Let’s Close at the Registry of Deeds – Wait What?

September 9, 2020

- By Michael Krone, Esq.

Much in the world has changed in 2020 and closing a real estate transaction in Massachusetts is no exception. Gone are the closings where buyers, sellers, their attorneys, the closing attorney and the brokers all convened at the Registry of Deeds to sign the papers that would transfer ownership of the home to the excited buyers. Since early March the Registries have been largely closed to the public.

We had already begun to see less sellers at the closings, with their attorneys coming in their stead or simply mailing the signed documents to the closing attorney. Brokers would often show up with the paperwork and leave with the checks. Today transactions are being closed in yards, on picnic tables and in large conference rooms with each of us at opposite ends of a table and everyone with masks.

We look for ways to handle the transaction as simply and safely as possible. This naturally leads to thinking about virtual solutions. Just as the company meeting has gone from the boardroom to Zoom, so too can the real estate closing. Almost every state has a law in place (many only temporary) that would allow for some type of virtual real estate closing. Massachusetts has its own version that was signed at the end of April by Governor Baker dealing with the issue of virtual notarization of closing documents – most importantly the deed and mortgage. Until April, Massachusetts law did not allow for virtual notarization of any kind. Even after passage of the law there were questions, and still are, as to what Registries and lenders will accept such notarizations and in what form. There still appears to be no universal consensus amongst each group.

Before we can understand what their trepidations might be in accepting such documents, one needs to examine the Massachusetts law in comparison to other state laws. The most comprehensive and fully electronic closing and notarization laws in some other states allow for Remote Online Notarization (RON). These are similar to using DocuSign to have the parties execute the purchase and sale agreement. No one is meeting, personally or virtually, and the signing and notarization are all accomplished online. Some states allow for this, but Massachusetts is not one of them.

The next form of virtual closing is the Remote In-Person Notarization (RIN). This is where the parties meet via video, the notary conducts the closing and then notarizes the documents once sent back to him or her. Massachusetts has adopted this system, but it is cumbersome. The process is as follows:

The notary initializes a recorded video conference with the buyer or seller, has the parties physically show the front and back of two forms of identification and has them swear that they are physically located within Massachusetts. Once the parties sign, they overnight the original documents and copies of their IDs to the notary. When received, the notary initiates a second recorded video conference with the parties and notarizes the documents. The notary must prepare an affidavit regarding the closing, put a statement on his or her notarization indicating it was done remotely, and retain a copy of the ID’s, affidavit and recording of the session for ten years.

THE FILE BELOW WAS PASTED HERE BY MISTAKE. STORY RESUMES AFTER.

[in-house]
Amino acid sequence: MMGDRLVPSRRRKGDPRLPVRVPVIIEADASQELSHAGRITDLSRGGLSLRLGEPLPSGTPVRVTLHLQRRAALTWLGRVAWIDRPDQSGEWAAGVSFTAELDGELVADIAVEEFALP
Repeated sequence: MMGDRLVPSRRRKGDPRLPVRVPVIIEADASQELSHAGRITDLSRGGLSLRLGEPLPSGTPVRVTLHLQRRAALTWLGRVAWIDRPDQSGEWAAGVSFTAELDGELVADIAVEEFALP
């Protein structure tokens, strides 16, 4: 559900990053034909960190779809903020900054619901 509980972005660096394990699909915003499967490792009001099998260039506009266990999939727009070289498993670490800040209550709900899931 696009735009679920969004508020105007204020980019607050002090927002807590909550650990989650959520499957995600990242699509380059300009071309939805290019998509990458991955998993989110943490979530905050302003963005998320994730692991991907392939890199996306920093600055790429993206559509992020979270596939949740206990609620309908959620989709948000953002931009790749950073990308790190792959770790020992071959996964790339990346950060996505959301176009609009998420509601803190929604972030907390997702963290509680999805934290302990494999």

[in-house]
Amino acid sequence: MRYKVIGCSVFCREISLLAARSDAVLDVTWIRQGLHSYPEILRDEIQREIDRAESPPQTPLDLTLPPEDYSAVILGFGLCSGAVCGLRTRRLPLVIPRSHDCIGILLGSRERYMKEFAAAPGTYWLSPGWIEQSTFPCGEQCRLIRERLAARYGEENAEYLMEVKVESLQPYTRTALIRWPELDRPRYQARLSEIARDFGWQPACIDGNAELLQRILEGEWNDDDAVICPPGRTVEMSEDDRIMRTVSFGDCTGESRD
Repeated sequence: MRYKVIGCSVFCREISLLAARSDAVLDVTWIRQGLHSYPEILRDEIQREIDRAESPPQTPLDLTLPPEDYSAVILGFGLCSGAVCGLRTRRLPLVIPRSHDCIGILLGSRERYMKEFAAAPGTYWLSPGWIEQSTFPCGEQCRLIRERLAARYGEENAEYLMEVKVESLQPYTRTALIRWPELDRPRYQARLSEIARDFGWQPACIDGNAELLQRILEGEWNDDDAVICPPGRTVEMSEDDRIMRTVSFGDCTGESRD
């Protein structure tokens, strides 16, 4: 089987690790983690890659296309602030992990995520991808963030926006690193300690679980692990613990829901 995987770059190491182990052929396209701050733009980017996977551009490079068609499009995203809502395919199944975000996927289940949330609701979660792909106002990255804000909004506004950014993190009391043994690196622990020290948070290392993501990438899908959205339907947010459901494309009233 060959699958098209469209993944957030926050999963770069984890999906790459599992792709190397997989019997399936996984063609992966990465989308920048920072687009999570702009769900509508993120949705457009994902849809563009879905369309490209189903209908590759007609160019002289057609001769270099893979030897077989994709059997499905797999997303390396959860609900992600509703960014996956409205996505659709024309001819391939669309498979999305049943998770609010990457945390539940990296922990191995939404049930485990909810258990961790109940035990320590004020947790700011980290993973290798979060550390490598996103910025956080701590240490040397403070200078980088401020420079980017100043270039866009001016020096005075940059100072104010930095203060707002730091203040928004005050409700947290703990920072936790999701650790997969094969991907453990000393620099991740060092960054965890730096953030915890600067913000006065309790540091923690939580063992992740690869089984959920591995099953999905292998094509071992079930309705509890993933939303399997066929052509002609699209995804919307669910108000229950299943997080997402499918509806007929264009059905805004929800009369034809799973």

The issues with this system include relying on the borrowers to send the documents back to the notary, using a video conference system that is safe and can record, and maintaining these records for ten years. In addition, some lenders are not allowing this type of transaction for their mortgages. Add to that the potential Registry of Deeds or Land Court rejection and we see that this isn’t a universal solution.

There is also what is referred to as the Hybrid Closing, where the parties meet via video or by phone, they view the documents online via DocuSign or other similar service while the closer explains the documents to them. They electronically sign most of the documents and a notary comes to them to obtain their signatures on hard copies of the documents that require notarization. A good solution because there is no chance of Registry rejection but, again, not accepted by all lenders.

Today the drive by closing, where the notary goes to the home of the buyer and hands them the closing package and either sits in the car and explains the documents via phone or video chat, or simply watches through a door as the buyers’ sign has the greatest adoption as a contactless solution. At Equity/O’Donnell, unless we are meeting in our office or the buyers are comfortable meeting outside of or in their homes, we have found this method that we call DoorSide Closings to be the most effective and least fraught with issues than the other options for contactless closings

There is no doubt that the full virtual closing is in the near future for Massachusetts. The requirements and form will be set over time. We have become comfortable with not meeting physically to close the purchase transaction and that usually means that we won’t go back to the ways we once transacted even when the pandemic ends.

I will think fondly of the days that we all dressed in business attire, met in a crowded conference room and closed the purchase with handshakes, hugs and best wishes. A tradition that had already faded has now been shoved to the ash heap by the times we live in.

Michael Krone is a practicing attorney with over 35 years’ experience in real estate transactions. He is Senior Vice President of Equity National Title and Massachusetts Counsel for O’Donnell Law Group. He can be reached at mkrone@equitynational.com